If only Morrissey had grown older and wiser like Amelia Fletcher and Rob Pursey, perhaps he would still be able to make a record as warm, witty and touching as Birling Gap.
Or maybe they were wise from the start, who knows?
I’m not going to indulge in a history lesson, you know the participants’ ‘heavenly’ history, I will however mention that the band also feature Fay Hallam, Andy Lewis and Ian Button, whose contributions elevate these songs onto an altogether different plain.
Birling Gap feels like a strictly non-hectoring state of the nation address, taking in the personal and the political, or maybe the two are simply inseparable whether you like or not.
That, at first glance, prosaic title is no random pin in the map selection either. Those great chalk cliffs in East Sussex seem, rather like our strange country (or maybe any country?), to have so many unspoken layers of significance and meaning. Hijacked by ‘patriots’, glimpsed in the distance by desperate migrants and chosen by some as the terminal destination in a life. All the while gradually crumbling into the ocean, hastened on by climate change.
Underestimate the seemingly mundane at your peril.
‘Face on the Rail Line’ is almost a shock if your expectations are based on ill-informed preconceptions. Musically detailed and rich but underscored with a hint of anxiety, is the exhortation to, ‘not lose your way’ addressed to another person, a hushed reminder to yourself or even the country at large?
That depth, both musically and lyrically, puts us in the territory of prime XTC. Catenary Wires also share the same sense of Englishness and as an album, Birling Gap shows, in these strange days where ‘sovereignty’ has become an answer to any questioning of our future identity, that it is possible to both love your country while still being able to see its many flaws and inequalities. It seems obvious but now, not so much.
Thankfully however Amelia and Rob aren’t here to deliver a dry exercise in soul-searching, this is still defiantly a pop record.
Listen to them trading vocal lines on the wonderful ‘Alpine’, a simple appreciation of a moment in time. Again, probably the type of song you don’t write when you’re 21, unless you’re an older soul.
And what an arrangement, verging on chamber pop, insidious guitar line, heavenly backing vocals, an ambitious song about simple pleasure and its fleeting nature.
Then, how can you resist a song that begins with the line, ‘It was an 80s disco…I know, not cool...’
Heck ‘Mirrorball’ even has a synth-drum in the mix. I’m not great with ‘fun’ songs but this feels like my kind of fun. It seems compulsory to mention Lee and Nancy when talking of the more unconventional of duets, but if that’s even remotely accurate we are well and truly talking of a version sung in a car park in Croydon rather than under a Californian sun. Maybe an ‘Amelia and Rob’ parallel career beckons? I’m even going to forgive a mention of Jason and Kylie.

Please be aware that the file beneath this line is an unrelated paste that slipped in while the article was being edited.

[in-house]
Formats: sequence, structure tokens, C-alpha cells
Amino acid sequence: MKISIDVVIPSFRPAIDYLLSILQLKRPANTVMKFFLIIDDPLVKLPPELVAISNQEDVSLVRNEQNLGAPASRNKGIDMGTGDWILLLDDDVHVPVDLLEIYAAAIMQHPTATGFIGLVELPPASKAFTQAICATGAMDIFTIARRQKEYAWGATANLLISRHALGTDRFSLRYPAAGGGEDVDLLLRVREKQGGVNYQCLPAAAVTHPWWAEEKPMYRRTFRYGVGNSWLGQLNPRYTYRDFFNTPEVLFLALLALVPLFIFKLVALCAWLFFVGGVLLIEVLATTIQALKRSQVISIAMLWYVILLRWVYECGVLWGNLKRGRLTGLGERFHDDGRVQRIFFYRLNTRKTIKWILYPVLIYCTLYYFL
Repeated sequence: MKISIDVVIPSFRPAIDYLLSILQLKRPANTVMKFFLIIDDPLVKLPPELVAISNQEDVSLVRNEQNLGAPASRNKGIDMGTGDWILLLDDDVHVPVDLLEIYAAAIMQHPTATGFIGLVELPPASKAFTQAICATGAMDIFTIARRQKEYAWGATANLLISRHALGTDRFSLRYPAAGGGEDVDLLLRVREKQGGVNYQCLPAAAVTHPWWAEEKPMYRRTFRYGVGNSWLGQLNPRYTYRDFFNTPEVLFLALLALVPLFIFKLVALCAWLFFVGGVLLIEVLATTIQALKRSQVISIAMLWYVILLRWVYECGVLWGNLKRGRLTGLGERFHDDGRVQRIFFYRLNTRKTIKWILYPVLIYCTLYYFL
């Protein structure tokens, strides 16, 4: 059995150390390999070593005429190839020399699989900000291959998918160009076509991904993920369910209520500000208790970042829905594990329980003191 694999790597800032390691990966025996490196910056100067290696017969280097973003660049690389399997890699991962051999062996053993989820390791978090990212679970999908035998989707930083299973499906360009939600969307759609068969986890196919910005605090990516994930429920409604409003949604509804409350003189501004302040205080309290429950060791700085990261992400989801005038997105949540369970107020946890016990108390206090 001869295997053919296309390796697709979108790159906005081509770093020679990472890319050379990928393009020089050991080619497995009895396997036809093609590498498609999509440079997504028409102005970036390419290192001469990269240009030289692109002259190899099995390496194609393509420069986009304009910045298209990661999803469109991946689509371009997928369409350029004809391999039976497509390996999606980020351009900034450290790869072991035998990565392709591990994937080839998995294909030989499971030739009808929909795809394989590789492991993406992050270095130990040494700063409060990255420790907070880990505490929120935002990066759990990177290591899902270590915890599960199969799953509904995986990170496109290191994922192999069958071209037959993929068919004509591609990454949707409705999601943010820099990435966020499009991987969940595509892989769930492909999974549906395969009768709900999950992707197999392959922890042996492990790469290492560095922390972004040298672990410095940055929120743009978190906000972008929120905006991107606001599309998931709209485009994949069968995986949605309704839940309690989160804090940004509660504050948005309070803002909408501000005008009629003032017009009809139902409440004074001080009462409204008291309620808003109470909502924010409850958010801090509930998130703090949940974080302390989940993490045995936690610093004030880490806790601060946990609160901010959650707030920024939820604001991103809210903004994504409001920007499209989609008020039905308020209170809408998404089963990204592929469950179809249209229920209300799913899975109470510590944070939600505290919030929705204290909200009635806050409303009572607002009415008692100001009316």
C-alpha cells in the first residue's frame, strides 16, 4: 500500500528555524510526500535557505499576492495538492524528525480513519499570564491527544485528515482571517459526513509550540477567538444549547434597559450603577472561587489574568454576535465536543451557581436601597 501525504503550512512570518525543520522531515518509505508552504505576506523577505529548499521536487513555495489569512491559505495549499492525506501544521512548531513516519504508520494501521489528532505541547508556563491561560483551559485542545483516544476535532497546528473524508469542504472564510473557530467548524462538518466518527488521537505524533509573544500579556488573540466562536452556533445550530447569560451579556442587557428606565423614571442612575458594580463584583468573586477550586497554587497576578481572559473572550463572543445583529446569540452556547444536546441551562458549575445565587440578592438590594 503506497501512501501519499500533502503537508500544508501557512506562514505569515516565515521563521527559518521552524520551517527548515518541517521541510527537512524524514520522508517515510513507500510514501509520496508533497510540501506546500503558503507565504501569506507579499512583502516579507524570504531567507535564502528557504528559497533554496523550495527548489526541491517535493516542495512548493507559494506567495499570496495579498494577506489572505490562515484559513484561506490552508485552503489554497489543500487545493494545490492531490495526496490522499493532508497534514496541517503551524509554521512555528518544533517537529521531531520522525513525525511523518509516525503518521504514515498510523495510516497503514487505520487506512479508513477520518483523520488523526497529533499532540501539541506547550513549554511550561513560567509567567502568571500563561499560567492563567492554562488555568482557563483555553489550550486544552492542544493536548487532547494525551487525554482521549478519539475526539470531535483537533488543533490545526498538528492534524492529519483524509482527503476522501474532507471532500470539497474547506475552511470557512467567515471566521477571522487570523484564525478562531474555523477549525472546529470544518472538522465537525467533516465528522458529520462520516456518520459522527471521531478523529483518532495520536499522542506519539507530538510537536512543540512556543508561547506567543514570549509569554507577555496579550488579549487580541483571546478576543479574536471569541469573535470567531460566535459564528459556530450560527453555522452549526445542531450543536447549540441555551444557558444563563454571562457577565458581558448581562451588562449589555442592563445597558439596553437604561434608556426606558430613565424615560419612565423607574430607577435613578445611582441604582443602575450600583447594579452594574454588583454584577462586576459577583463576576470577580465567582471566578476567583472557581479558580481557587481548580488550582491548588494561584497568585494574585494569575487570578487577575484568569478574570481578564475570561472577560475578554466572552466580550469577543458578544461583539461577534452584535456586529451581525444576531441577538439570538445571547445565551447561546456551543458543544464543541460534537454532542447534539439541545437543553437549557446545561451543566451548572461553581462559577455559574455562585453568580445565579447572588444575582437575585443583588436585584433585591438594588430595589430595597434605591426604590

In a word? Irresistible.
When you consider your favourite albums, it’s often the case that they are either firmly focussed on one sound or skilfully varied. Birling Gap falls into the latter camp and skilfully trades in many genres, managing to transcend them all.
‘Always on my Mind’ feels like an English take on Californian sunshine pop, featuring cascading melodies and backing vocals that should be sung while hand jiving.
The taught, anxious ‘Liminal’ is an unassuming gem that would be the highlight of many albums but here it would be easy to overlook its charms. My advice is to pay attention and take the additional educational opportunity to make sure you know what the title means, it turns out I was only halfway there…
Rob takes the lead for ‘Cinematic’ a song with an air of faintly troubling mystery that stays with you long after the final notes fade.
All too quickly we arrive at the terminus with ‘The Overview Effect’ a song that manages to travel to Easter Island and back before ambiguously asking, ‘can things stay the same?’
Of course we all know the answer to the question, whether that leaves you with hope or foreboding only you can say.
A record bursting with life, ideas, humour, and pathos. Stuffed full of ideas that maybe shouldn’t always work but do. Whisper it, but this is a really entertaining listen stimulating and provoking at the same time. Do you know how hard that is to pull off?
They don’t often make ‘em like this anymore, so get it while you can.